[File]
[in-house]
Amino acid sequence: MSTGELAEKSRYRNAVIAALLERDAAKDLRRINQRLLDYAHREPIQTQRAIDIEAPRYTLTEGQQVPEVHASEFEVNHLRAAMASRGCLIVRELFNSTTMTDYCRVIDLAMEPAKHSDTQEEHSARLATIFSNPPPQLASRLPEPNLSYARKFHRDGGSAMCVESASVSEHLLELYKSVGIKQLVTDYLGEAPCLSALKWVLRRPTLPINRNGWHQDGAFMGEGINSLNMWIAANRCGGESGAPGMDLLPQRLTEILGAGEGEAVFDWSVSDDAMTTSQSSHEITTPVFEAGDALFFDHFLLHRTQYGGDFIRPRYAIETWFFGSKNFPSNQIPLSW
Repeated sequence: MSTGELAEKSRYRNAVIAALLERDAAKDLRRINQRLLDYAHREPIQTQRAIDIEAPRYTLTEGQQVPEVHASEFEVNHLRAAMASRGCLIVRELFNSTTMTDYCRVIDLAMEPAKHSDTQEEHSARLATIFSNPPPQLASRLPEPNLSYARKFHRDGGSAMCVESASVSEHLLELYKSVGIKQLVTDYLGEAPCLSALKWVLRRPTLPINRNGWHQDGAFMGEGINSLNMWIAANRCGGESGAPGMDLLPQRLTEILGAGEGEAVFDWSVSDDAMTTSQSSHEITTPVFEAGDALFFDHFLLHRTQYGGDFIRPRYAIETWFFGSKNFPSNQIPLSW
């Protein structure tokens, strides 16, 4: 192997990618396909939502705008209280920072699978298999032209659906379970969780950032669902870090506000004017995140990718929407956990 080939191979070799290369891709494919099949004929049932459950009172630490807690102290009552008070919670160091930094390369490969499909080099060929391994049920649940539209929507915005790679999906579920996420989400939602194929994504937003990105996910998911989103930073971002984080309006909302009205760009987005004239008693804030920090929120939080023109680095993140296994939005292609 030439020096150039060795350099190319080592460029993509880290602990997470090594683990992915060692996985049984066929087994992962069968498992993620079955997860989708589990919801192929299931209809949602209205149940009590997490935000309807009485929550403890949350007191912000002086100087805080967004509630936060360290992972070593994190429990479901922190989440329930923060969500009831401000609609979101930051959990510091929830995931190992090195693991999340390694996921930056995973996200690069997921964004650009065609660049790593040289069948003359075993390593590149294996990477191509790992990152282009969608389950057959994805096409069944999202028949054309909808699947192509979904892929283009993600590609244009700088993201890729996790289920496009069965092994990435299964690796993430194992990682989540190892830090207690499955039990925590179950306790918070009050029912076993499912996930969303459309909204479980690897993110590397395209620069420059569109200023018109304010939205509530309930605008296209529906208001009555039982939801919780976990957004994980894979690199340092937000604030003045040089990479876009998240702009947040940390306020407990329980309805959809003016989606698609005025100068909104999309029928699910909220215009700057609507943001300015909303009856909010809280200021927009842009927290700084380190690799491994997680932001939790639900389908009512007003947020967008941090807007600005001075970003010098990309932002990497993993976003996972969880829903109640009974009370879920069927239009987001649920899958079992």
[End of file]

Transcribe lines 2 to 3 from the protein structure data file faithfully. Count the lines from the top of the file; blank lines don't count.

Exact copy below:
Amino acid sequence: MSTGELAEKSRYRNAVIAALLERDAAKDLRRINQRLLDYAHREPIQTQRAIDIEAPRYTLTEGQQVPEVHASEFEVNHLRAAMASRGCLIVRELFNSTTMTDYCRVIDLAMEPAKHSDTQEEHSARLATIFSNPPPQLASRLPEPNLSYARKFHRDGGSAMCVESASVSEHLLELYKSVGIKQLVTDYLGEAPCLSALKWVLRRPTLPINRNGWHQDGAFMGEGINSLNMWIAANRCGGESGAPGMDLLPQRLTEILGAGEGEAVFDWSVSDDAMTTSQSSHEITTPVFEAGDALFFDHFLLHRTQYGGDFIRPRYAIETWFFGSKNFPSNQIPLSW
Repeated sequence: MSTGELAEKSRYRNAVIAALLERDAAKDLRRINQRLLDYAHREPIQTQRAIDIEAPRYTLTEGQQVPEVHASEFEVNHLRAAMASRGCLIVRELFNSTTMTDYCRVIDLAMEPAKHSDTQEEHSARLATIFSNPPPQLASRLPEPNLSYARKFHRDGGSAMCVESASVSEHLLELYKSVGIKQLVTDYLGEAPCLSALKWVLRRPTLPINRNGWHQDGAFMGEGINSLNMWIAANRCGGESGAPGMDLLPQRLTEILGAGEGEAVFDWSVSDDAMTTSQSSHEITTPVFEAGDALFFDHFLLHRTQYGGDFIRPRYAIETWFFGSKNFPSNQIPLSW